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Review: Cartier’s Hope, by M.J. Rose
Atria, 2020. 322 pp. $27

Vera Garland would be the envy of most New York women in 1910. Born to a socialite mother and a merchant father whose retail emporium is a household word, Vera has never wanted for any material possession. Nor would she lack the leisure to enjoy them, should she choose. But she doesn’t; she dreams of making her mark in journalism.

To that end, she writes a society gossip column in her gilded-set voice, while, as Vee Swann, she reports on back-alley abortions, tenement life, and corporate malfeasance. She’s got no time or interest in her mother’s plans for her, to wit, a wealthy husband and a career in society. The conflict splits the family, but Vera gets to do what she wants.

Maintaining Vera’s two different personae takes a great deal of sweat (and a little credulity on her friends’ parts, not to mention the reader’s). But it makes a great story, and getting trapped in one identity while needing to be in the other, though an old device, offers excellent possibilities, which Rose ably exploits. Vera wants revenge against the extortionist who brought about her uncle’s and father’s deaths within a week of each other. And the key to her scheme lies within Cartier’s, the world-class jewelers whose premises she may visit with ceremony and complimentary champagne as Vera Garland, but where, as Vee Swann, she’d never expect an audience.

The Hope Diamond, on display at the National Museum of Natural History, New York (courtesy David Bjorgen via Wikimedia Commons)

Her plan has to do with the Hope Diamond, whose lore of danger and ill fortune to its succession of owners furnishes grist for Pierre Cartier’s publicity mill. How that dovetails with bringing down an extortionist, I leave for you to discover.

Plot is by far the strongest aspect of Cartier’s Hope and just about the only reason to read the novel. It’s a good reason, though. In the interest of full disclosure, my taste runs toward character-driven narratives — as though you might not have guessed — because some plot-driven novels pay little or no attention to subtlety. So too here, in ways I’ll discuss further down. Yet I have to admire how Rose strings out the story, layering twist after twist, making her protagonist work, so that nothing comes easily, and the “no — and furthermore” feels genuine. Rose also keeps you guessing without tricking you. She’s a generous writer that way; if anyone falls for a misperception or misdirection, it’s Vera/Vee.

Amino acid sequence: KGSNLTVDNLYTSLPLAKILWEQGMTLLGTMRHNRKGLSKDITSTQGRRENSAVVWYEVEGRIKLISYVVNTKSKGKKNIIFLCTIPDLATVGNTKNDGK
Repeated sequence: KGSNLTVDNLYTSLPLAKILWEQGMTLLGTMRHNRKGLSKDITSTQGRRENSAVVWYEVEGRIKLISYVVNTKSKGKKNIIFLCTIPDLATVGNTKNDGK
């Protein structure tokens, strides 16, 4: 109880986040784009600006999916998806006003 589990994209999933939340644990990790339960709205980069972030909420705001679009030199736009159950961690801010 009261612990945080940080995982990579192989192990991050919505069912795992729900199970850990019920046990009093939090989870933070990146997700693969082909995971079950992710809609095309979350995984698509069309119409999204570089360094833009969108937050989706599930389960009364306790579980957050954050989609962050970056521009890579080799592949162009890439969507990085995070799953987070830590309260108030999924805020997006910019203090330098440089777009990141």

The plain prose never draws attention to itself, and Rose limits her descriptions largely to interiors, with sparse, thoughtful detail. The author loves New York, and it shows in the locales portrayed as they were, whether tenements, newsrooms, or the Plaza Hotel. I trust her research in general, though I did find one anachronism: Traffic lights didn’t exist back then.

More troublesome are the language and the characters, who speak and think like latter twentieth-century folk, or even those of the present day. I don’t just mean words or phrases like accessorize or reach out to, but the manner in which people discuss their ideas. Vee and her journalist friends, passionate about women’s rights, seem like retro creations, modern sensibilities and worldviews dropped into 1910. It doesn’t help that some of these scenes feel like information dumps.

But it’s not just the political or social milieu that strikes me wrong. Vera’s father sounds like a gifted psychotherapist as well as a brilliant retailer, a wonderfully thoughtful, considerate man. He’s made one mistake, a whopper, but seems perfect otherwise. Ditto Vera’s love interest, who could be a midcentury intellectual. He’s done one bad thing too, but there are mitigating circumstances, to be sure. These people are too good to be true.

Rose often explains what a character’s trying to do or has just done when it’s obvious. That authorial hand not only feels condescending, as if the reader can’t be trusted to get the idea, but prompts you to wonder what other manipulations are taking place. A skeptical reader (guilty, Your Honor) might suspect sleight-of-hand in the storytelling.

Still, Cartier’s Hope offers that intriguing plot, with legends about jewels thrown in. If that’s your style, you could do a lot worse.

Disclaimer: I obtained my reading copy of this book from the public library.